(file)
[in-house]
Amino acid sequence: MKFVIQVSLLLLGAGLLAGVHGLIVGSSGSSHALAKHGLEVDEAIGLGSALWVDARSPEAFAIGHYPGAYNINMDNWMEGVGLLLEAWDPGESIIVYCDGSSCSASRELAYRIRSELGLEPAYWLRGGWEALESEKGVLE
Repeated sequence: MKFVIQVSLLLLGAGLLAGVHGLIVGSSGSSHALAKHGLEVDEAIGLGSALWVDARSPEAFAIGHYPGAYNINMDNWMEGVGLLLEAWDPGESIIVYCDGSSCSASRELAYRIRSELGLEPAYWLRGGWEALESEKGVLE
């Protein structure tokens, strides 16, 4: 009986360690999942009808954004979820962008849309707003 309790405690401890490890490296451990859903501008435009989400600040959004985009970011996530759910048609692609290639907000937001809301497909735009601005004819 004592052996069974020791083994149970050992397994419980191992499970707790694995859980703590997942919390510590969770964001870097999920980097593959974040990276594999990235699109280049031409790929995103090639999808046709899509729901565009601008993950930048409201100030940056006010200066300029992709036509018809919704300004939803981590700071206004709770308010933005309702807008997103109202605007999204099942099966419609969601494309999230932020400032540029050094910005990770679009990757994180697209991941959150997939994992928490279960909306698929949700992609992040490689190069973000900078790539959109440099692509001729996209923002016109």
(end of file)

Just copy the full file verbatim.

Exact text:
[in-house]
Amino acid sequence: MKFVIQVSLLLLGAGLLAGVHGLIVGSSGSSHALAKHGLEVDEAIGLGSALWVDARSPEAFAIGHYPGAYNINMDNWMEGVGLLLEAWDPGESIIVYCDGSSCSASRELAYRIRSELGLEPAYWLRGGWEALESEKGVLE
Repeated sequence: MKFVIQVSLLLLGAGLLAGVHGLIVGSSGSSHALAKHGLEVDEAIGLGSALWVDARSPEAFAIGHYPGAYNINMDNWMEGVGLLLEAWDPGESIIVYCDGSSCSASRELAYRIRSELGLEPAYWLRGGWEALESEKGVLE
């Protein structure tokens, strides 16, 4: 009986360690999942009808954004979820962008849309707003 309790405690401890490890490296451990859903501008435009989400600040959004985009970011996530759910048609692609290639907000937001809301497909735009601005004819 004592052996069974020791083994149970050992397994419980191992499970707790694995859980703590997942919390510590969770964001870097999920980097593959974040990276594999990235699109280049031409790929995103090639999808046709899509729901565009601008993950930048409201100030940056006010200066300029992709036509018809919704300004939803981590700071206004709770308010933005309702807008997103109202605007999204099942099966419609969601494309999230932020400032540029050094910005990770679009990757994180697209991941959150997939994992928490279960909306698929949700992609992040490689190069973000900078790539959109440099692509001729996209923002016109």